Its time to start talking.
One of the best things you can do for your career and life is start getting comfortable discussing money and a good place to start is by talking about your worth
To be clear, how much money you earn is not indicative of your worth as a person. It is, however, one of the ways to measure the value of your work. If you aren't comfortable talking about money then you certainly won't be comfortable when its time to negotiate what you will be paid for your talents.
This is one of the reasons women are underpaid for the same work as men.
The conversations held about money is very different between men and women. Men are more likely to ask what they deserve to be paid because they are taught to negotiate and how to talk about money fairly early on whereas women aren't taught these same lessons until much later, if at all. In fact, girls are taught that asking for more money just isn't lady like.
Professional men and women alike could benefit from honest and real conversations about what their work is worth, even if its just to themselves. If you can't convince yourself that your work is valuable and demands a certain amount then you surely won't be able to convince anyone else.
The only way to get good at most things is by doing it, talking money is no different.
Talk about it to your friends, family and peers. Start confidently telling people what your time, energy and work is worth and when a future client, customer or employer comes in below that amount you can confidently look them in the eye and say...
By: Ibrahim Alamin
MLK was the man.
No, really. We all have a basic understanding of what he achieved but listen to some folks that lived during the times of segregation and you'll get another perspective of the legacy Martin Luther King left behind. The days of Jim Crow laws seem far removed in 2014 but the iconic "I have a dream" just celebrated its 50th anniversary this past August and similar laws still existed in South Africa when I was in kindergarten.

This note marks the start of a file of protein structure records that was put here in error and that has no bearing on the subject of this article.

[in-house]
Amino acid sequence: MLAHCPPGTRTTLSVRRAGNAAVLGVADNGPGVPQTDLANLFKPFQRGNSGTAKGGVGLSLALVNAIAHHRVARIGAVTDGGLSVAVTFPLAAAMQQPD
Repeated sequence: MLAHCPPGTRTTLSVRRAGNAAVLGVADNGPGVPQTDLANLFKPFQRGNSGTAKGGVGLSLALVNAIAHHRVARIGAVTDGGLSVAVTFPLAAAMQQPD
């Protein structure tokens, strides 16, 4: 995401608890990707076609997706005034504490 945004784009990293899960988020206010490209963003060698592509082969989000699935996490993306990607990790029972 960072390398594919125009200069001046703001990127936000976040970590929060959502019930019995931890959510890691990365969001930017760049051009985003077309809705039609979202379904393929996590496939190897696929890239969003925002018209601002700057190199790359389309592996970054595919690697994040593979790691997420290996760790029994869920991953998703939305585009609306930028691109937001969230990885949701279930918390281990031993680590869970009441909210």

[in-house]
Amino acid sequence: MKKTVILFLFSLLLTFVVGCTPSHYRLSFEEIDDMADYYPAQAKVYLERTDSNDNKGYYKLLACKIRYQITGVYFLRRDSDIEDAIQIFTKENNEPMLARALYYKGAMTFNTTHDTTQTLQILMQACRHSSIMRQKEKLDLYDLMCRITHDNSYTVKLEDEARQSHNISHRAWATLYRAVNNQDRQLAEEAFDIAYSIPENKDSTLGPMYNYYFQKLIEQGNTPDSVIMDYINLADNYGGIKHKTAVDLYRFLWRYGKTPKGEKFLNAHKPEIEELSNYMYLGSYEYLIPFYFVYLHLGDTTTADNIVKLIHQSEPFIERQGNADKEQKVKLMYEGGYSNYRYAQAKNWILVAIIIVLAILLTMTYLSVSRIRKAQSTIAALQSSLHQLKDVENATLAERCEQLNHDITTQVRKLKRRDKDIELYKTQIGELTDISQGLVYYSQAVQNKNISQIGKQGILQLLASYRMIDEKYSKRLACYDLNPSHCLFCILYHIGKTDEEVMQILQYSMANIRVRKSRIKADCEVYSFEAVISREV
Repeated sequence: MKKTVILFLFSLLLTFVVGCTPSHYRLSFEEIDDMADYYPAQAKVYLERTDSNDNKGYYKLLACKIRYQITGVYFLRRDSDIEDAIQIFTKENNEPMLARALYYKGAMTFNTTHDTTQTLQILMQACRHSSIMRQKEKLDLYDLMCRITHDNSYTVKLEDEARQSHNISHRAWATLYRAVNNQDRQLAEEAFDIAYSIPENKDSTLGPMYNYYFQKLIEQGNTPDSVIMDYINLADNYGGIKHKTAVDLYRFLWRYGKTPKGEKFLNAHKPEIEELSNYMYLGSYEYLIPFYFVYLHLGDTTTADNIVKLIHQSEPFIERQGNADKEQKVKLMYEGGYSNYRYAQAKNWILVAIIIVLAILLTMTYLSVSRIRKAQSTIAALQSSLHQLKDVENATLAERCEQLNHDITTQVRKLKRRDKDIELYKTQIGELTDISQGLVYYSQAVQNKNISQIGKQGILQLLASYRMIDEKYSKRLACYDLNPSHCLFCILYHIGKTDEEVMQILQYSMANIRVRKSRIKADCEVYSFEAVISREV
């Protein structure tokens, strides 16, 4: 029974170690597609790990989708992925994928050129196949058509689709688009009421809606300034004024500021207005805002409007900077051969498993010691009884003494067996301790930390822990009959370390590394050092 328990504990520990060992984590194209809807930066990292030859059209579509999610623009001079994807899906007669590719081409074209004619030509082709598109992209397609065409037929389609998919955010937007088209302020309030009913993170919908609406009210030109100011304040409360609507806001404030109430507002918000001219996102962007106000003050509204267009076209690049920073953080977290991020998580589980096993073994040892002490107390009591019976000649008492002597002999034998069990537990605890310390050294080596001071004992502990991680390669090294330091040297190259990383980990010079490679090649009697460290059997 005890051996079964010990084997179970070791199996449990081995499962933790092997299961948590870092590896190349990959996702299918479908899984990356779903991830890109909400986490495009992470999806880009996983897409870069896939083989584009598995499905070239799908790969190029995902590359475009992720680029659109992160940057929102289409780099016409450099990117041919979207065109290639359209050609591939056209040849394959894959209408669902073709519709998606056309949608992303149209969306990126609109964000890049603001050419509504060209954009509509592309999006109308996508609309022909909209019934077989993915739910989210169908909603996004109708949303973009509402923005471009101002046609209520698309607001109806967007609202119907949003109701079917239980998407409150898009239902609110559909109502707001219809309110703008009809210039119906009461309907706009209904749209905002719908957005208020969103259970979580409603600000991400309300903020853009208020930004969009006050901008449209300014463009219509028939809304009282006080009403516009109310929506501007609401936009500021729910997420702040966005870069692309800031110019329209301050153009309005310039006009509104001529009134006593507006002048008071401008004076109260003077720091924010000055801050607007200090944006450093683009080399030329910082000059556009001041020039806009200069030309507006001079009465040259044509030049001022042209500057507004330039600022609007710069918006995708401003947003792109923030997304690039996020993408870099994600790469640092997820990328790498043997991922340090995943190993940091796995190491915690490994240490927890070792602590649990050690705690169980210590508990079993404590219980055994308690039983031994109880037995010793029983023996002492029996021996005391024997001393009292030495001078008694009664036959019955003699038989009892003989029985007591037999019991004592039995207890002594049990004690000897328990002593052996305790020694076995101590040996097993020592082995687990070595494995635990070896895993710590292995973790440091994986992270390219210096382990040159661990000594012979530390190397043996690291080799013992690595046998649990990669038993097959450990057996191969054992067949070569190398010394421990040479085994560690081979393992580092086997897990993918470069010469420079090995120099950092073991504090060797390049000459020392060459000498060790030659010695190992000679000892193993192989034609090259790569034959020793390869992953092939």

I don't want to turn this into a cheesy post with a weak tie in to the holiday but I absolutely feel obligated to acknowledge an amazing person on their day (especially one that is an alumni of my college). The thing about great people is that not only is the legacy they build deserving of our acknowledgement and praise but the methods they used to achieve them are necessary to study; and there is a lot we can learn from Martin Luther King.
Below are 4 lessons from MLK I feel any of us could apply to our lives:
"Faith is taking the first step even when you don't see the whole staircase."
Of course as a preacher King drew a lot of inspiration from his in faith. It doesn't take a degree in divinity to understand the importance of faith in taking those first actions in making a major change in your life. If you're looking for a new job or creating a business your faith in yourself and your mission will be what keeps you going even if you don't immediately see the result.
~Power of thinking
"Rarely do we find men who willingly engage in hard, solid thinking. There is an almost universal quest for easy answers and half-baked solutions. Nothing pains some people more than having to think."
Making career moves often takes taking a step back and doing some real thinking and asking the hard questions. There usually aren't any easy ways to attaining the things we want in life and those willing to tackle the difficult are often the ones that come out ahead.